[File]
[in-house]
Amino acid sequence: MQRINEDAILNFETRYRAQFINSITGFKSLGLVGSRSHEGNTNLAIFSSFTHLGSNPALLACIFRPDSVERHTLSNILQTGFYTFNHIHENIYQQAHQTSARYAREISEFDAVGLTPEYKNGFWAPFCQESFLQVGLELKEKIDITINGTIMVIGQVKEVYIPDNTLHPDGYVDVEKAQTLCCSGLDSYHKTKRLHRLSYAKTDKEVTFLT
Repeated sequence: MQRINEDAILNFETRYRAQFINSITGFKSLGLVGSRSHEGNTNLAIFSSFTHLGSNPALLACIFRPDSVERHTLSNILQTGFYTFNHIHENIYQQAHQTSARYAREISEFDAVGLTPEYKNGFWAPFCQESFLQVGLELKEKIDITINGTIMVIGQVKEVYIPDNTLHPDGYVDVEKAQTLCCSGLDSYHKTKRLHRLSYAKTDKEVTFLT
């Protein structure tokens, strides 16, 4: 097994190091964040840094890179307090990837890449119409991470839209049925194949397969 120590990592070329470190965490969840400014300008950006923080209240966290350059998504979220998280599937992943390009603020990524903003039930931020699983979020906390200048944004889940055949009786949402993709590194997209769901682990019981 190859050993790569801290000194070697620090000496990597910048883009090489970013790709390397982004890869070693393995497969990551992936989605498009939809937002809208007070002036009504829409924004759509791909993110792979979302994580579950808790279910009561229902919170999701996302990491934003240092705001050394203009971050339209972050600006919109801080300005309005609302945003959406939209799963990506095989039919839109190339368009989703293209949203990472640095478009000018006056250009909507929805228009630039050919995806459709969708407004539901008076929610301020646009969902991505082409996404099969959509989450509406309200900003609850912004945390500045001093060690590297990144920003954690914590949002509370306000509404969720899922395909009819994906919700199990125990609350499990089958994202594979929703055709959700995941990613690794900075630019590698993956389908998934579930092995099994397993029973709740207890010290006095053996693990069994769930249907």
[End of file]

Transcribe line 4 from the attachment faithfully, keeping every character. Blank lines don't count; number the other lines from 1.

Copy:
């Protein structure tokens, strides 16, 4: 097994190091964040840094890179307090990837890449119409991470839209049925194949397969 120590990592070329470190965490969840400014300008950006923080209240966290350059998504979220998280599937992943390009603020990524903003039930931020699983979020906390200048944004889940055949009786949402993709590194997209769901682990019981 190859050993790569801290000194070697620090000496990597910048883009090489970013790709390397982004890869070693393995497969990551992936989605498009939809937002809208007070002036009504829409924004759509791909993110792979979302994580579950808790279910009561229902919170999701996302990491934003240092705001050394203009971050339209972050600006919109801080300005309005609302945003959406939209799963990506095989039919839109190339368009989703293209949203990472640095478009000018006056250009909507929805228009630039050919995806459709969708407004539901008076929610301020646009969902991505082409996404099969959509989450509406309200900003609850912004945390500045001093060690590297990144920003954690914590949002509370306000509404969720899922395909009819994906919700199990125990609350499990089958994202594979929703055709959700995941990613690794900075630019590698993956389908998934579930092995099994397993029973709740207890010290006095053996693990069994769930249907």